Superficial scald, also known as Anjou scald, is a physiological disease that occurs on the varieties Anjou and Packham's Triumph. It is characterized by a brown discoloration of the skin, which detracts from the appearance of the fruits (see photo). Superficial scald is restricted to the skin. It is not accompanied by sloughing of the skin or by unpleasant odors as is senescent scald. The disease may not be evident when the fruits are removed from cold storage, but large amounts of scald may develop after pears have ripened for a few days. Although the disease resembles ordinary scald of apples in symptom expression, and although it can be controlled with oiled wraps, superficial scald of pears does not appear to be associated with immaturity at harvest as is the case of ordinary scald of apples.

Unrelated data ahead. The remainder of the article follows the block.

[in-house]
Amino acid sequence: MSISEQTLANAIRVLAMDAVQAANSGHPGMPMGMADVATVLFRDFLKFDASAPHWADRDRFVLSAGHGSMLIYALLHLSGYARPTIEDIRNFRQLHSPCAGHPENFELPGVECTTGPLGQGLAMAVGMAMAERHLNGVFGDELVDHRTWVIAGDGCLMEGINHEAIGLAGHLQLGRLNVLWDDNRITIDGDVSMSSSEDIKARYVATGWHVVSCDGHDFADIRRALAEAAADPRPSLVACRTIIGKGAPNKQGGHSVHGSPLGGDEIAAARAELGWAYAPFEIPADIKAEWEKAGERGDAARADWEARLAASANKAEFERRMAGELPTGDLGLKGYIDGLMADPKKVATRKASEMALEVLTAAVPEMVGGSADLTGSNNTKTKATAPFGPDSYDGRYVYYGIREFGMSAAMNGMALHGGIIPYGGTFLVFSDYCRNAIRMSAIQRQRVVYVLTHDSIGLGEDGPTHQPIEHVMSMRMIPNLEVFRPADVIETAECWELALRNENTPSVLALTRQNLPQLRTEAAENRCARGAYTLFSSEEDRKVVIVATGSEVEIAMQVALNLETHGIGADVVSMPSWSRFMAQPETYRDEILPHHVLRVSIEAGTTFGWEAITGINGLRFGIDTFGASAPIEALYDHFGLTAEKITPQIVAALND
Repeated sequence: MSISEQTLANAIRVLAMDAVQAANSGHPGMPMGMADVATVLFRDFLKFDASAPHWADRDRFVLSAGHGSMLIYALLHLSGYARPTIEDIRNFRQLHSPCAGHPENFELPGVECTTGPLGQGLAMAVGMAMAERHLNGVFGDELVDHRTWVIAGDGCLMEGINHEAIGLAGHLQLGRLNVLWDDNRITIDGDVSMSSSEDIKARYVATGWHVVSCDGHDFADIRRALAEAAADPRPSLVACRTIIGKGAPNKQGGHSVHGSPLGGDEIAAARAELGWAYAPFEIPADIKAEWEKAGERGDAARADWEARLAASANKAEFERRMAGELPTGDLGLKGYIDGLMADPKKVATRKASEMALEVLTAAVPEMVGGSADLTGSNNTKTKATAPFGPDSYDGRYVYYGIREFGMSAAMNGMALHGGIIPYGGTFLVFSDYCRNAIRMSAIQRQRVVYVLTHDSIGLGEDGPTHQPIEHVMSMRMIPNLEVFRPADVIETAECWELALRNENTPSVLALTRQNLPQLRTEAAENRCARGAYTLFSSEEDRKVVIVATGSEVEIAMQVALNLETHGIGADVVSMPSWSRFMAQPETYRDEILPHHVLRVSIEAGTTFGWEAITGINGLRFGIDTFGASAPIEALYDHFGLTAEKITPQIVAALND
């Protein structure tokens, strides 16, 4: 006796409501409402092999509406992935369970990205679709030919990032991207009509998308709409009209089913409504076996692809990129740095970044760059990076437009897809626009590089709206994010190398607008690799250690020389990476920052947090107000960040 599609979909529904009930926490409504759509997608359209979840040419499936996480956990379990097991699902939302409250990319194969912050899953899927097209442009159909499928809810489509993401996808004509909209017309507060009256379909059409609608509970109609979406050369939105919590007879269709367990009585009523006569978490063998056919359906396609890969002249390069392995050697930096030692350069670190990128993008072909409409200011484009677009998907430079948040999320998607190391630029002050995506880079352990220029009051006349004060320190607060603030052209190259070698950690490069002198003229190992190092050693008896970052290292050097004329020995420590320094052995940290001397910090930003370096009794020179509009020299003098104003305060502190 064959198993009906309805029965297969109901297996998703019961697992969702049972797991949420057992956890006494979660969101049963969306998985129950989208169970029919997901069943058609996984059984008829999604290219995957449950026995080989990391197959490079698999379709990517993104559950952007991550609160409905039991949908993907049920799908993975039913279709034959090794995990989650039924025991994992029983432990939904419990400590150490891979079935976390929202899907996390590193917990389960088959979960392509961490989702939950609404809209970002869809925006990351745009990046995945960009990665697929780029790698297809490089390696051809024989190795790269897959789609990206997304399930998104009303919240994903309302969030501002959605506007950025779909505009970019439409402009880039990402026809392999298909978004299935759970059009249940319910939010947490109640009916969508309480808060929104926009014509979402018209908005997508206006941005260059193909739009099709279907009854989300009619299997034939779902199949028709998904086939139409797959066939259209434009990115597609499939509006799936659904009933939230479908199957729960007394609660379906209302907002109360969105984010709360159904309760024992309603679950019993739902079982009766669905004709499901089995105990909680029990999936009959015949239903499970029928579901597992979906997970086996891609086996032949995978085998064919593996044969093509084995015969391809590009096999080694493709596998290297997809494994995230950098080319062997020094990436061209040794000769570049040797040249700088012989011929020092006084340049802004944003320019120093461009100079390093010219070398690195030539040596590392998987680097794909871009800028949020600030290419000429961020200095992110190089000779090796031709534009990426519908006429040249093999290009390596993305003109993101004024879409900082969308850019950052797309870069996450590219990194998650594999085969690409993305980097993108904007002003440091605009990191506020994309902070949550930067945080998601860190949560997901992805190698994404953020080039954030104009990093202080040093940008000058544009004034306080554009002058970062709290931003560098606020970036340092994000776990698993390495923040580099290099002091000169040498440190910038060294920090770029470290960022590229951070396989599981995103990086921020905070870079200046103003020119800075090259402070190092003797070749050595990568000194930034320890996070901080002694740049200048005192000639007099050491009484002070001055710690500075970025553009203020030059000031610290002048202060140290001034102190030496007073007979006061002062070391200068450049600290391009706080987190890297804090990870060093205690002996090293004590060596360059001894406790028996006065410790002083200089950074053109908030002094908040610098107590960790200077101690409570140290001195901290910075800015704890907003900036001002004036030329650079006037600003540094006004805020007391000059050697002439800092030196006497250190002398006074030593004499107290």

Oiled paper wraps control the disease satisfactorily until early March, but they are not effective later in the season. A scald-inhibiting chemical, ethoxyquin (6-ethoxy-1, 2-dihydro-2, 2, 4-trimethylquinoline), used as a spray or dip or as impregnated wraps, provides good control of the disease throughout the storage season.
Pear superficial scald